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Rachael Fraley: Six smart things to do to get kids ready for school

As an Ohio State University extension educator focused on youth development, recognizing students’ success in school is so important.

You don’t have to be a teacher to be involved in your child’s education. Over the past year, I have had the opportunity to study and teach “Active Parenting: First Five Years” to parents across the county. One of the most important sessions presented was “Six Smart Things Active Parents Can Do To Help Their Child Get Ready for School.”

As many of you are amid sending your kids to school for the first time, I wanted to share these great ideas with you.

First, encourage play. Play with your children, let them play with other children, play fun and play smart.

Next, encourage learning. Beginning with life skills, parents are a child’s first, and often, most important, teacher.

Children dressing themselves, taking turns, controlling tempers, counting, recognizing letters and colors all starts at home.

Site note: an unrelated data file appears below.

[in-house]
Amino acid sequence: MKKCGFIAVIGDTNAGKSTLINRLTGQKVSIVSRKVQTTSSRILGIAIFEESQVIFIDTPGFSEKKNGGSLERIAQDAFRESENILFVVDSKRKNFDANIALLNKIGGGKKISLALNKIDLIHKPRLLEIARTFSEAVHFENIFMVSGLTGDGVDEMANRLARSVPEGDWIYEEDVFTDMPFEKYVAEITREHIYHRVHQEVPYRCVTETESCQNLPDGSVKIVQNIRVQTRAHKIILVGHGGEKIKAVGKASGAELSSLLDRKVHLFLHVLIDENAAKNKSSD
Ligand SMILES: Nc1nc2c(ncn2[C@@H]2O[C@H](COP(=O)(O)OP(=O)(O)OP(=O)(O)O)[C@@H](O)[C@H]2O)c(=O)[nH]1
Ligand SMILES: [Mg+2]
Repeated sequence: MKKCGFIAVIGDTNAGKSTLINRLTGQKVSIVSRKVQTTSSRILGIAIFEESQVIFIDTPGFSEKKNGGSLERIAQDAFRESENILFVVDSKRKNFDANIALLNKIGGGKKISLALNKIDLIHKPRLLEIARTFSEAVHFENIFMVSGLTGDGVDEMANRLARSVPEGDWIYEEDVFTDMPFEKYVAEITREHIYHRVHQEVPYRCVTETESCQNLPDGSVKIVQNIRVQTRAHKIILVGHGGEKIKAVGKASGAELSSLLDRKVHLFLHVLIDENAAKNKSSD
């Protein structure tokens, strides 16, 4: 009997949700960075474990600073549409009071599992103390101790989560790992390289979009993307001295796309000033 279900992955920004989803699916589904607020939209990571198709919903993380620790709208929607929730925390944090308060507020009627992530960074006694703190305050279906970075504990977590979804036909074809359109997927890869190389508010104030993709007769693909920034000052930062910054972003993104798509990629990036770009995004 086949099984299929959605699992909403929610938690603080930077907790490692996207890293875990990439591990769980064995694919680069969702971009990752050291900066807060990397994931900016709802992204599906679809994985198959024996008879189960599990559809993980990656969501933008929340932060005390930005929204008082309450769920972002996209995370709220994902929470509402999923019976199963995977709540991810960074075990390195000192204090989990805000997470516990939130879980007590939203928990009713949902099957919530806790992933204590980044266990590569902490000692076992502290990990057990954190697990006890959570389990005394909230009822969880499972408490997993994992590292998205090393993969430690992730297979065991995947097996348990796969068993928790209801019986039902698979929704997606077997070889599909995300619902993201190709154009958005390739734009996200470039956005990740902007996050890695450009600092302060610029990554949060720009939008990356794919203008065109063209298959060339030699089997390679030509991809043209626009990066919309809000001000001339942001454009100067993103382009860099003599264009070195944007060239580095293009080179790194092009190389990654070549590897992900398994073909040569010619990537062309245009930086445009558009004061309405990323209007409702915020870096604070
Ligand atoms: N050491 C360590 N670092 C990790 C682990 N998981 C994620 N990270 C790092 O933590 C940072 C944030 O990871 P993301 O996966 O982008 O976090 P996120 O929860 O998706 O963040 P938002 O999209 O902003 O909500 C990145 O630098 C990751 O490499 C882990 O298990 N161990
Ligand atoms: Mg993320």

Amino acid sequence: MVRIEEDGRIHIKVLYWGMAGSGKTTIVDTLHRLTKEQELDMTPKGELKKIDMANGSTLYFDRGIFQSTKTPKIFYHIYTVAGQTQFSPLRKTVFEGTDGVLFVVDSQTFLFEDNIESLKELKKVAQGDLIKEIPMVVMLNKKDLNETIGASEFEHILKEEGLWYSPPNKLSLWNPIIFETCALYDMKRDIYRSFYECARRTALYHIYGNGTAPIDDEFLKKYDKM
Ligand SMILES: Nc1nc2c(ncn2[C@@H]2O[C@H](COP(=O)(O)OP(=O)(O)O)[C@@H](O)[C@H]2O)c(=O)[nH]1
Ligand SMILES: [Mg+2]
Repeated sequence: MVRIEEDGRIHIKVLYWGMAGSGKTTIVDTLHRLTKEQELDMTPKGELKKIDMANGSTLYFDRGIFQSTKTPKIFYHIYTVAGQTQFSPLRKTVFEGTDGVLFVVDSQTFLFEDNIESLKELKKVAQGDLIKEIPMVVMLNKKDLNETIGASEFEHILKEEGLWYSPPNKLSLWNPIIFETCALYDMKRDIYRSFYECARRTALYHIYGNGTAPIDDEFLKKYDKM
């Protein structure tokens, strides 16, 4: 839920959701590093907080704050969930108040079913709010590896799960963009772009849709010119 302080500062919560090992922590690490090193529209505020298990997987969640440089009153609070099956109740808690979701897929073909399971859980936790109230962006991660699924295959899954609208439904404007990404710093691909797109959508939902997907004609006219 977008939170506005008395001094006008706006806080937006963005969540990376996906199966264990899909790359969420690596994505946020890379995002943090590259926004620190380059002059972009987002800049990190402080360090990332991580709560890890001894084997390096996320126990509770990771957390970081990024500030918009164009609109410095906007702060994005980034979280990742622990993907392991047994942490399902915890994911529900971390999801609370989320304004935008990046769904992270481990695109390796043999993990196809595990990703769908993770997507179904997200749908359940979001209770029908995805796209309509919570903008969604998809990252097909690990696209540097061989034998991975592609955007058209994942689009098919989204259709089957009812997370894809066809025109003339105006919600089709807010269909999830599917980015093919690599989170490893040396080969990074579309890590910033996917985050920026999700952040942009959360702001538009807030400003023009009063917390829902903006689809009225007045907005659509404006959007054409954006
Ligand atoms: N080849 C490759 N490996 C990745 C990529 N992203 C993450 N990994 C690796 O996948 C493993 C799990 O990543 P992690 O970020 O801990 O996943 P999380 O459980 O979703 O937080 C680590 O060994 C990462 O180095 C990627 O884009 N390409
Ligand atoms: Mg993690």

Third, read and talk with your child. Fourth, it’s also important to monitor and limit screen time. Children 2 – 5 years old should have no more than one hour per day. During the hour, it should be high-quality programming and apps watched or played with you as often as possible.

Social skill building is also key in getting your child ready for school; helping them to identify their own emotions and those of others, managing their emotions and taking time out to calm themselves and using their emotions in a positive way will each help your child think about their feelings and how to check in with themselves and what might need changing.

The sixth smart thing active parents can do is stimulate independence. Learning to do things “all by myself” helps build your child’s sense of courage and self-esteem, which is a big factor in how well they do in school and work.

As parents, one of our biggest tasks is to water our children’s beautiful brains as they develop over the years; do so with encouragement, positive experiences, talks, hugs and play.

These are only short tidbits of Active Parenting advice, but I hope like it was for 100 percent of the active parents involved in the class. You can take this and use information to help yourselves, your children and each of your futures. For more information on classes, such as Active Parenting: First Five Years, please contact me at the OSU Extension Office, at 740-533-4322.

— Rachael Fraley is the OSU Extension Educator for Lawrence County.